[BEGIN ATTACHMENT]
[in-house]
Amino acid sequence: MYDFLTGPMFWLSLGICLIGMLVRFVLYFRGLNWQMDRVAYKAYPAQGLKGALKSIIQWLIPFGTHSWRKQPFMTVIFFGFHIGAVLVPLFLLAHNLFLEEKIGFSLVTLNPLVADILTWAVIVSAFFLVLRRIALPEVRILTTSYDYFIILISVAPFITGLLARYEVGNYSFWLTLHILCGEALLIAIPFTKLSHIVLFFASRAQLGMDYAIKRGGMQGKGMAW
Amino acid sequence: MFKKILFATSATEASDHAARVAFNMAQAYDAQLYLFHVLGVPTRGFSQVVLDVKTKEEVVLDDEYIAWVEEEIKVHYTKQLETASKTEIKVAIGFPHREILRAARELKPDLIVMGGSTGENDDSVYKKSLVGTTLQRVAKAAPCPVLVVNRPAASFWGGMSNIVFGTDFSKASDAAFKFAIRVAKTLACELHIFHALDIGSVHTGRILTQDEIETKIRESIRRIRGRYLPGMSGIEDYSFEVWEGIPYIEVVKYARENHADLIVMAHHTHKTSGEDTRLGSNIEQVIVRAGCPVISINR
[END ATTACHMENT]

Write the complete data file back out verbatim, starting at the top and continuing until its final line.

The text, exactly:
[in-house]
Amino acid sequence: MYDFLTGPMFWLSLGICLIGMLVRFVLYFRGLNWQMDRVAYKAYPAQGLKGALKSIIQWLIPFGTHSWRKQPFMTVIFFGFHIGAVLVPLFLLAHNLFLEEKIGFSLVTLNPLVADILTWAVIVSAFFLVLRRIALPEVRILTTSYDYFIILISVAPFITGLLARYEVGNYSFWLTLHILCGEALLIAIPFTKLSHIVLFFASRAQLGMDYAIKRGGMQGKGMAW
Amino acid sequence: MFKKILFATSATEASDHAARVAFNMAQAYDAQLYLFHVLGVPTRGFSQVVLDVKTKEEVVLDDEYIAWVEEEIKVHYTKQLETASKTEIKVAIGFPHREILRAARELKPDLIVMGGSTGENDDSVYKKSLVGTTLQRVAKAAPCPVLVVNRPAASFWGGMSNIVFGTDFSKASDAAFKFAIRVAKTLACELHIFHALDIGSVHTGRILTQDEIETKIRESIRRIRGRYLPGMSGIEDYSFEVWEGIPYIEVVKYARENHADLIVMAHHTHKTSGEDTRLGSNIEQVIVRAGCPVISINR